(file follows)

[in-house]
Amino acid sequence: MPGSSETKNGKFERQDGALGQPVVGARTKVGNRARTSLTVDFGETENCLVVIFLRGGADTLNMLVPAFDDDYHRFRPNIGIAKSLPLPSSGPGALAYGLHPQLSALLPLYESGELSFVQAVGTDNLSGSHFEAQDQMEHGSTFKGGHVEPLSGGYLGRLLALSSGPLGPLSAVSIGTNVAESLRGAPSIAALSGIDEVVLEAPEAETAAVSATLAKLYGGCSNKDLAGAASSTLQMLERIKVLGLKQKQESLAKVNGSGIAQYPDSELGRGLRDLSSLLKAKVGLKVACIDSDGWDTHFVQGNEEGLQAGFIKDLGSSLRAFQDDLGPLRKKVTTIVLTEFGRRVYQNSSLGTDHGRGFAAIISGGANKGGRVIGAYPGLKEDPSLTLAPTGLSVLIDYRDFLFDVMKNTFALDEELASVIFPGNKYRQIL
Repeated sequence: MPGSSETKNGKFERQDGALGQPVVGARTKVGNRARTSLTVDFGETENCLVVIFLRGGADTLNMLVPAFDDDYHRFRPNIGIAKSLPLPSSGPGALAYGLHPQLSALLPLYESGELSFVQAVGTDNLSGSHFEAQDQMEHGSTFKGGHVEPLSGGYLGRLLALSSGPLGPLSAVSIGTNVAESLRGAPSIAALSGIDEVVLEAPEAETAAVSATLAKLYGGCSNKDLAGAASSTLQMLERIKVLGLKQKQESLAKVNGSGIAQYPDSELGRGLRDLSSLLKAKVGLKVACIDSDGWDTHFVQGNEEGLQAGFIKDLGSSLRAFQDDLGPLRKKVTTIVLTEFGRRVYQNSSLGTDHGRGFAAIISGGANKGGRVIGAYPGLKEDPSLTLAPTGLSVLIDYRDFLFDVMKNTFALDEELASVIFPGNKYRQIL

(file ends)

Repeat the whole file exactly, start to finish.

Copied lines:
[in-house]
Amino acid sequence: MPGSSETKNGKFERQDGALGQPVVGARTKVGNRARTSLTVDFGETENCLVVIFLRGGADTLNMLVPAFDDDYHRFRPNIGIAKSLPLPSSGPGALAYGLHPQLSALLPLYESGELSFVQAVGTDNLSGSHFEAQDQMEHGSTFKGGHVEPLSGGYLGRLLALSSGPLGPLSAVSIGTNVAESLRGAPSIAALSGIDEVVLEAPEAETAAVSATLAKLYGGCSNKDLAGAASSTLQMLERIKVLGLKQKQESLAKVNGSGIAQYPDSELGRGLRDLSSLLKAKVGLKVACIDSDGWDTHFVQGNEEGLQAGFIKDLGSSLRAFQDDLGPLRKKVTTIVLTEFGRRVYQNSSLGTDHGRGFAAIISGGANKGGRVIGAYPGLKEDPSLTLAPTGLSVLIDYRDFLFDVMKNTFALDEELASVIFPGNKYRQIL
Repeated sequence: MPGSSETKNGKFERQDGALGQPVVGARTKVGNRARTSLTVDFGETENCLVVIFLRGGADTLNMLVPAFDDDYHRFRPNIGIAKSLPLPSSGPGALAYGLHPQLSALLPLYESGELSFVQAVGTDNLSGSHFEAQDQMEHGSTFKGGHVEPLSGGYLGRLLALSSGPLGPLSAVSIGTNVAESLRGAPSIAALSGIDEVVLEAPEAETAAVSATLAKLYGGCSNKDLAGAASSTLQMLERIKVLGLKQKQESLAKVNGSGIAQYPDSELGRGLRDLSSLLKAKVGLKVACIDSDGWDTHFVQGNEEGLQAGFIKDLGSSLRAFQDDLGPLRKKVTTIVLTEFGRRVYQNSSLGTDHGRGFAAIISGGANKGGRVIGAYPGLKEDPSLTLAPTGLSVLIDYRDFLFDVMKNTFALDEELASVIFPGNKYRQIL